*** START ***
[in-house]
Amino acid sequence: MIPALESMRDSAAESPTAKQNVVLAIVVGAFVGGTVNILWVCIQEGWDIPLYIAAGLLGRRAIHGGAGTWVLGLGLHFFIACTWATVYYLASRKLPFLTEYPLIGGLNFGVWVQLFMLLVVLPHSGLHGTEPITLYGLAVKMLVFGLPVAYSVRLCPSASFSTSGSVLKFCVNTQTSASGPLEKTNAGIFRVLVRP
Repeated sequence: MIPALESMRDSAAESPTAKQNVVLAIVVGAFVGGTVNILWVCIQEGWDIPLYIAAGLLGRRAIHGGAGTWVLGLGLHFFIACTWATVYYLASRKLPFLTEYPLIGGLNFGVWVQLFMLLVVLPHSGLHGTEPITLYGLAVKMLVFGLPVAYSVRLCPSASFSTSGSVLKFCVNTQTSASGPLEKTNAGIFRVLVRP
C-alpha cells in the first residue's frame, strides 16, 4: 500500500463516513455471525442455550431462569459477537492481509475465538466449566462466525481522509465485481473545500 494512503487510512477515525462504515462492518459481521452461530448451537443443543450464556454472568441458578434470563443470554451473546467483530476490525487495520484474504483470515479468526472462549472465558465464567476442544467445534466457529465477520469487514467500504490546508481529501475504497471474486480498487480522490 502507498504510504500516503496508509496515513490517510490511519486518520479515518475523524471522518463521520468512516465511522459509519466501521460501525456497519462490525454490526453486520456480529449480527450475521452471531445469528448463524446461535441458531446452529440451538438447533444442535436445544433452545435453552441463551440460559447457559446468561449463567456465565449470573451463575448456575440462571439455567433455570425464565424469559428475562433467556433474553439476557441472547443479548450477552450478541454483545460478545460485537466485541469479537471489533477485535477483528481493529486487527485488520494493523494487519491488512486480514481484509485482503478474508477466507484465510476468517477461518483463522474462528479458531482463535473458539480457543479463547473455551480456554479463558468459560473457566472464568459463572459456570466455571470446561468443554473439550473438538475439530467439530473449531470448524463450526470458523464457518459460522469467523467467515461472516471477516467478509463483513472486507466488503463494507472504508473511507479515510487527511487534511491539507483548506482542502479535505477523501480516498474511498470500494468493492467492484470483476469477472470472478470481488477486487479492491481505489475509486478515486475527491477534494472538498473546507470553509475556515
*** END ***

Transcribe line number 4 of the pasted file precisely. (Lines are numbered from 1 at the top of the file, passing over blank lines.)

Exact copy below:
C-alpha cells in the first residue's frame, strides 16, 4: 500500500463516513455471525442455550431462569459477537492481509475465538466449566462466525481522509465485481473545500 494512503487510512477515525462504515462492518459481521452461530448451537443443543450464556454472568441458578434470563443470554451473546467483530476490525487495520484474504483470515479468526472462549472465558465464567476442544467445534466457529465477520469487514467500504490546508481529501475504497471474486480498487480522490 502507498504510504500516503496508509496515513490517510490511519486518520479515518475523524471522518463521520468512516465511522459509519466501521460501525456497519462490525454490526453486520456480529449480527450475521452471531445469528448463524446461535441458531446452529440451538438447533444442535436445544433452545435453552441463551440460559447457559446468561449463567456465565449470573451463575448456575440462571439455567433455570425464565424469559428475562433467556433474553439476557441472547443479548450477552450478541454483545460478545460485537466485541469479537471489533477485535477483528481493529486487527485488520494493523494487519491488512486480514481484509485482503478474508477466507484465510476468517477461518483463522474462528479458531482463535473458539480457543479463547473455551480456554479463558468459560473457566472464568459463572459456570466455571470446561468443554473439550473438538475439530467439530473449531470448524463450526470458523464457518459460522469467523467467515461472516471477516467478509463483513472486507466488503463494507472504508473511507479515510487527511487534511491539507483548506482542502479535505477523501480516498474511498470500494468493492467492484470483476469477472470472478470481488477486487479492491481505489475509486478515486475527491477534494472538498473546507470553509475556515